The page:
Robocopy goes wild when copying a Windows 7 boot disk

The other day, the disk in Sharon's laptop failed and Dell sent her a new, blank one to replace it. She decided to do a clean install of Windows and, meanwhile, copy the old hard disk onto a backup drive (so she could retrieve files later, piecemeal) before formatting and returning it.

The goal here was not to make a bootable disk, but simply to preserve all the files that weren't hidden files or system files.

So we connected both disks to my computer and set Robocopy going. Robocopy, you'll recall, is Microsoft's bulk file copying utility. When run with the /b and /s options, it will copy everything on the disk, regardless of ownership and permissions. Ordinary file copying programs can't do that. You can tell it whether or not to copy the ownership and security information.

Well... Robocopy got into some kind of endless loop in the virtual directories \Documents and Settings and \ProgramData. These are virtual directories which Windows redirects. (Recall that "Documents and Settings" was renamed "Users" in Windows Vista and 7.) It turns out Windows was redirecting them to something on my C drive, not the disk I was copying from!

The solution was twofold:

(1) Don't use an obsolete version of Robocopy. I was still using the Windows XP version, not realizing that a newer version was already built into Windows 7!

(2) Include the /xjd option to exclude "junction point directories."

Now you know.


Big news from Canon

Canon is back in the astrocamera business. I used one of their EOS 20Da astronomy-modified DSLRs for a long time, but it was noticeably out of date compared to my unmodified 40D. Now they're making an astronomy version of their 60D.

What's really important is not the camera — because you could buy a regular 60D and have it modified by any of several reliable companies — but the fact that Canon is showing a commitment to astrophotographers. Canon is the only DSLR maker that has ever done anything like this. The rest seem to be ignoring the scientific photography market altogether.

Other handy features of the 60Da include a swing-out screen (so you can view it even when it's on the back of a telescope), live focusing, and "Silent Shooting" (vibrationess exposure).

A DSLR does not have to be modified in order to do astrophotography. The modification increases its sensitivity to deep red light so it can record hydrogen-alpha nebulae. My initial understanding was that this is the only difference between the 60Da and the stock 60D, but some of Canon's web sites indicate that the 60Da may also have a lower-noise sensor, and includes an AC power adapter (important to avoid running down batteries during long exposures).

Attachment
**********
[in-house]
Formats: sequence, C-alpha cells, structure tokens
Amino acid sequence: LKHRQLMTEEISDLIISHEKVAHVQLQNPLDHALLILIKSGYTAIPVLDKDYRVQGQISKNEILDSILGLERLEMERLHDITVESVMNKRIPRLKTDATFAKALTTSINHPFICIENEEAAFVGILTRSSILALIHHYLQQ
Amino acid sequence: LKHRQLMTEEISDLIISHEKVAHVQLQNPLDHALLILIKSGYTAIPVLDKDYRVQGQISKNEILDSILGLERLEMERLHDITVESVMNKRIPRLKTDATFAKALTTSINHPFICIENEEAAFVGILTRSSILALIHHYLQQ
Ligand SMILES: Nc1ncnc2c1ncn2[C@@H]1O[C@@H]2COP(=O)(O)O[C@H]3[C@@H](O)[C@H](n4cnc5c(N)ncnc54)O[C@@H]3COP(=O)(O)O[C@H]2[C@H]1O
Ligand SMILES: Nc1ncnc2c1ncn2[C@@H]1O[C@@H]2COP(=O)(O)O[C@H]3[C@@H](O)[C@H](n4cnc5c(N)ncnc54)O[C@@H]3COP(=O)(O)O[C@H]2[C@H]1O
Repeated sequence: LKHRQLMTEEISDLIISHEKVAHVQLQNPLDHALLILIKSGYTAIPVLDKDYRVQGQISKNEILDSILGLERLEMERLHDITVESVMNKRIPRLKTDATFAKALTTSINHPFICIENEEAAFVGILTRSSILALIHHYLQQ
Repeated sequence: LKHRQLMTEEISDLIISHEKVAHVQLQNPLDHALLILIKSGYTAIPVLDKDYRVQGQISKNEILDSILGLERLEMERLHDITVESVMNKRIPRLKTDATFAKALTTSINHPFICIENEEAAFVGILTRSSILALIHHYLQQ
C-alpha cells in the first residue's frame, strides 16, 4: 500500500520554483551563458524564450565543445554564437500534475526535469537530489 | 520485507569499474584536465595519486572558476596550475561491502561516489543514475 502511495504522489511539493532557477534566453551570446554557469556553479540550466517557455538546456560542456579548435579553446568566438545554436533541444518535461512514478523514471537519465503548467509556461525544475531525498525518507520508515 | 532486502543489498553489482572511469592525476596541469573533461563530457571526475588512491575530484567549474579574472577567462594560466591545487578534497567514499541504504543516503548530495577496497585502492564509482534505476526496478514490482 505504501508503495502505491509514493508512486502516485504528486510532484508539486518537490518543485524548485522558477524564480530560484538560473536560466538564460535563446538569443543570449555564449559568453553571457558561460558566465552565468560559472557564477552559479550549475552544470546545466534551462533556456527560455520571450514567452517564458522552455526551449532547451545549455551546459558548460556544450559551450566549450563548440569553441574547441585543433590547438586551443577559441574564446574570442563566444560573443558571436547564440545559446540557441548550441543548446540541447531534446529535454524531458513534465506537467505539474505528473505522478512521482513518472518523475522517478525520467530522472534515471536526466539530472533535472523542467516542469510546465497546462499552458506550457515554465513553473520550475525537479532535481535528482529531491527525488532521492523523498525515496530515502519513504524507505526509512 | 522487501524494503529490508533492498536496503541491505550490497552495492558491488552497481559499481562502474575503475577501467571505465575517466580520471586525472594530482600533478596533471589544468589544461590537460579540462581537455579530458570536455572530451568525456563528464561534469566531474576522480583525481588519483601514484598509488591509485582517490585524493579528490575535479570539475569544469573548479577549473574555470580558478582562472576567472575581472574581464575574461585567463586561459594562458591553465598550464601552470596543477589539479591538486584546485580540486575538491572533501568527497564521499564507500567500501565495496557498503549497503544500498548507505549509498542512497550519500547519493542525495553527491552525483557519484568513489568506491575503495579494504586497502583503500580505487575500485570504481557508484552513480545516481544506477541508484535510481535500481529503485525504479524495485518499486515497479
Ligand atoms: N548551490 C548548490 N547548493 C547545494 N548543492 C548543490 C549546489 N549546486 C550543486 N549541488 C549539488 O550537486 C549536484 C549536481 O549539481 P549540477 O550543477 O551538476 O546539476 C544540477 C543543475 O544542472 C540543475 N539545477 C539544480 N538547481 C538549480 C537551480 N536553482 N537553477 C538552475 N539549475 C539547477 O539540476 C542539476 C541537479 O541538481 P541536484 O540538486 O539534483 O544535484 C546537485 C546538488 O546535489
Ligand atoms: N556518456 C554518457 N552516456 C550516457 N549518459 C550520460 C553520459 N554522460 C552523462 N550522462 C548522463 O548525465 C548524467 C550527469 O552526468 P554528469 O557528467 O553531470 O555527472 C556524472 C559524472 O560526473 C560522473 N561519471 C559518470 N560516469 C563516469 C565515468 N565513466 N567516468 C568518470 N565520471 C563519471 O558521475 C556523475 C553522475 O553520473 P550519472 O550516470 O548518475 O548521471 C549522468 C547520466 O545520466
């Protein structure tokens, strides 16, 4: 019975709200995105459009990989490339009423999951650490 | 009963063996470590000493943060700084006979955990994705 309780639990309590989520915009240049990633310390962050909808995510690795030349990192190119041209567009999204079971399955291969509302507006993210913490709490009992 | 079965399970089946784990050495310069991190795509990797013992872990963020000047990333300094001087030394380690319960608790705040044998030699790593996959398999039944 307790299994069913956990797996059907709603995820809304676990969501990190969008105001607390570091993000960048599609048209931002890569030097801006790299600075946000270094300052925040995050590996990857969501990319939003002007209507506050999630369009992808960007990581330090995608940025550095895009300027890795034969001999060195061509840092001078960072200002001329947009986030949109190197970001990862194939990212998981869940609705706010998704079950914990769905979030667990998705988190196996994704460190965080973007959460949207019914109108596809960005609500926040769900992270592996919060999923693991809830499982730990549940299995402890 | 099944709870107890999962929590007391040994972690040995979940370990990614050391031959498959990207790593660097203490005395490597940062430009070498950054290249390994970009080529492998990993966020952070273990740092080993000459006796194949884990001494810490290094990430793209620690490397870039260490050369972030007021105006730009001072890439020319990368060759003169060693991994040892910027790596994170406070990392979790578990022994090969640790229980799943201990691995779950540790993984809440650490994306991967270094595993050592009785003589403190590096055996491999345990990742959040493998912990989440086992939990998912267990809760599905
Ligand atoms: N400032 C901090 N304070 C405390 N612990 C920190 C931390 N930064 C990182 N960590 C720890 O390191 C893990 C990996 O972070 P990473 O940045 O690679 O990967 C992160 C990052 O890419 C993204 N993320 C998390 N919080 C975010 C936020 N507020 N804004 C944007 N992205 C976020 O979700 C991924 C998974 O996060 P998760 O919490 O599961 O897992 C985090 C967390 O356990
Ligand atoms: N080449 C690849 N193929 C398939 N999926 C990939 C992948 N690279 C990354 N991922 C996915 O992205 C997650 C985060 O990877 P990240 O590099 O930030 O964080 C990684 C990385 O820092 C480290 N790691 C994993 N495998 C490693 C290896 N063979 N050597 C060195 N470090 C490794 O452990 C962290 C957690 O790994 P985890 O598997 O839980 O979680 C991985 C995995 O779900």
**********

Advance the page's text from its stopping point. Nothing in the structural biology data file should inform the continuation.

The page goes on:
[Update:] (The initial press release is not perfectly clear about some things. When they say the hydrogen-alpha response is 20% higher, they mean 20% higher than their older astrocamera, the 20Da; it's about 300% the response of an unmodified DSLR.)

I think this camera also has a market in nature photography as well as industrial, law enforcement, and military work. Most digital cameras (and, indeed, most color films other than Ektachrome) don't see nearly as far into the red portion of the spectrum as the human eye does. I think this is to make pale human skin look smoother by deliberately not picking up subtle reds. For nature photography, we might want to see red-green distinctions better than an ordinary camera does. As soon as I can get my hands on a 60Da, I'm going to try it!

Canon's announcement was delayed 2 days to avoid April Fools' Day; I actually saw a 60Da on April 1 but was sworn to secrecy, and on that date nobody would have believed me anyway.

If you missed Kodak's April Fool joke, click here.


Short notes

I just attended a photography trade show (Georgia PPA) and it was spooky not to see the Kodak logo or Kodak yellow color anywhere.

Pleasant surprise of the moment: Reconnecting, via Facebook, with my second-grade teacher (Myrtle Lofton of Moultrie, Georgia; second grade was 1963-64). Would you believe I had already reconnected with at least three other members of that class? I moved to Valdosta right after the end of the school year and didn't expect to see any of them ever again. Yet of all the years of school, second grade may have been the best; it's the one I remember most fondly because it opened up so many new possibilities, and we had such good teaching.

Today, April 2, is the 30th anniversary of my Ph.D. — or more precisely of my last day at Yale; I didn't go to graduation, but I did stay an extra day to avoid finishing on April Fools' Day. The last Yale student I saw on campus, Doug Downing, has remained a lifelong friend.


Happy April Fools' Day!

OK, folks, my April Fool joke is over, but if you still want to experience it, click here.

If what you are looking for is not here, please look at previous months.